Recently, a Church of England vicar made worldwide headlines for tossing a two-year-old out of a wedding. The major problem, of course, was that the noisy toddler who got the gate was the son of the bride and groom. The couple has complained to the Church of England, but the good vicar has fired a “shot heard ’round the world” in the debate over inviting children to a wedding.
Wedding planners are reporting an increasing number of “no children” weddings, estimating that as many as half of their clients are asking guests to leave the children at home. On the other side, many couples say that they are refusing to attend weddings that don’t include their children.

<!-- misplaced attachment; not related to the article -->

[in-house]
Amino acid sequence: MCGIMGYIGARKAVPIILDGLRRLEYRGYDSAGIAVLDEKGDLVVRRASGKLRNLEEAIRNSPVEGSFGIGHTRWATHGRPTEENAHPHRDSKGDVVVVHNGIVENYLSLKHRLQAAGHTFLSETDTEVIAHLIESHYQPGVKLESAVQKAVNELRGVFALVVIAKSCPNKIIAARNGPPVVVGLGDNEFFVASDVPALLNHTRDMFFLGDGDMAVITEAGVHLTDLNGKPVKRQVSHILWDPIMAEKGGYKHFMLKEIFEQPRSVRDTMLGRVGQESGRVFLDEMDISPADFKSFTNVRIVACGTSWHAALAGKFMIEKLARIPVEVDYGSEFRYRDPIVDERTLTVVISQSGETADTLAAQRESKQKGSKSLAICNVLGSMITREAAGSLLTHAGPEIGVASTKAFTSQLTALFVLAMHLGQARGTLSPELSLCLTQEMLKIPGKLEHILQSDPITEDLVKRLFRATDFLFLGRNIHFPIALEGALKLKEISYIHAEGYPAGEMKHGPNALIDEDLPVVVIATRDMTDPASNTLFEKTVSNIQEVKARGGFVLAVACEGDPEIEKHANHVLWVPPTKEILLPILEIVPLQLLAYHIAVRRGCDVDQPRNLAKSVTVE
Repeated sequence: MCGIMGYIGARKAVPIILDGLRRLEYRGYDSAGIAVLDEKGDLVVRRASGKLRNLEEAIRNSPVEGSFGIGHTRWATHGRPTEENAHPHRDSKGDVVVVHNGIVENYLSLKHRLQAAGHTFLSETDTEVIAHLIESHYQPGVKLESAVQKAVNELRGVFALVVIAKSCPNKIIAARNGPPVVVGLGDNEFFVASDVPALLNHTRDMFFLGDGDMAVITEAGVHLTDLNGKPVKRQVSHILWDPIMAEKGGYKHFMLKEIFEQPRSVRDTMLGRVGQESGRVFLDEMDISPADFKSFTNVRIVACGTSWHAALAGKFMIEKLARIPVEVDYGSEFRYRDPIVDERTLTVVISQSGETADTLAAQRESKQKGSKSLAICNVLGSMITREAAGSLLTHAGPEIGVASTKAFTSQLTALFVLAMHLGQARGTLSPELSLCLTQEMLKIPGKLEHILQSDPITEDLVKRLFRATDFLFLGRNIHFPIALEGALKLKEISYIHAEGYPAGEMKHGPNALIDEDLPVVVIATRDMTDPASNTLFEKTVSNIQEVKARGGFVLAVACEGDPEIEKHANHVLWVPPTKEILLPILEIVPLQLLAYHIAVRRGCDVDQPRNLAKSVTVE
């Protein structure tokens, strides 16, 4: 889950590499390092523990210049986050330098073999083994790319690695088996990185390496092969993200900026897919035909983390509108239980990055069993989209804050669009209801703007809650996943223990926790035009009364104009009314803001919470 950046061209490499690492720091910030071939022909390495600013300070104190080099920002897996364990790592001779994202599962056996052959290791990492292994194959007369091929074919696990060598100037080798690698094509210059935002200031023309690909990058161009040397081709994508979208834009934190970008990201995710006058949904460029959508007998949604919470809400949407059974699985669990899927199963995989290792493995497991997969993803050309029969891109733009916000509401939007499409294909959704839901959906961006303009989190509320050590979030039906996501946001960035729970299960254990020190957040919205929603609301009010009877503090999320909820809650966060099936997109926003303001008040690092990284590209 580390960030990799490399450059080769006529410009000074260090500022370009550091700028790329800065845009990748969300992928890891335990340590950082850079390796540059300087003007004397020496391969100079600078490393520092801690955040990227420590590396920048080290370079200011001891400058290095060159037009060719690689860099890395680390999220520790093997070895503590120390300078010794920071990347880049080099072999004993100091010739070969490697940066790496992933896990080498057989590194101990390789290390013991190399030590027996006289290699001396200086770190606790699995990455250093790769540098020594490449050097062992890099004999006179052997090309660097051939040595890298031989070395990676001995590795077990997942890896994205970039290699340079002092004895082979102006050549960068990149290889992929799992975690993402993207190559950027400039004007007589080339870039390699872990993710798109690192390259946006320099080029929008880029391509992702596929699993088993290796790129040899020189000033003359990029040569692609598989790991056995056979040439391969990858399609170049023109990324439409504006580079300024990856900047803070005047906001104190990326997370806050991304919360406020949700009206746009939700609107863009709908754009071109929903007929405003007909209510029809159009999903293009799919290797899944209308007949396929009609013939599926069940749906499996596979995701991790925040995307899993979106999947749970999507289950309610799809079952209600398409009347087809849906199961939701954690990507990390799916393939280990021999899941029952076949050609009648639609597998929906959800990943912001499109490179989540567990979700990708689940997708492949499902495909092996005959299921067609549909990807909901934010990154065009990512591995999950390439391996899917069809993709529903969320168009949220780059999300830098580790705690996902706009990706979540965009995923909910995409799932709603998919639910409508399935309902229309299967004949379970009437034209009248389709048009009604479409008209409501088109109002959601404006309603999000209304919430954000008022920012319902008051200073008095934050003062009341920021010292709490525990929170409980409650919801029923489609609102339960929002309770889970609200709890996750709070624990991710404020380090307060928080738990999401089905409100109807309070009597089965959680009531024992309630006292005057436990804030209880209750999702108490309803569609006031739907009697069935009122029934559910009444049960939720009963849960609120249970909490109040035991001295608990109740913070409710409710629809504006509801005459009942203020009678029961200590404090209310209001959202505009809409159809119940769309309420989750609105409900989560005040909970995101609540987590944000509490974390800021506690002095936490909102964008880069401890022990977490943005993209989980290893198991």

So, “adults only” or “no-child-left-behind”? The decision is truly one that belongs to the bride and groom, and depends solely upon their views of what their wedding should be. For some brides, the question is elementary; many of their friends have no children to bring, so a few relatives bring children of assorted sizes and the wedding goes on with kids in tow. After all, a wedding is a celebration of family and isn’t it the presence of children that creates “family”?
For other brides who marry later in life, many friends have children. The added expense of children’s meals and managing many children in a small space may detract from the solemnity of what may be the most important occasion in a couple’s shared life.
There’s no right answer here, but many brides who choose to allow children are also providing child-friendly entertainment and distractions to help children pass the time and enjoy the celebration in their own special way.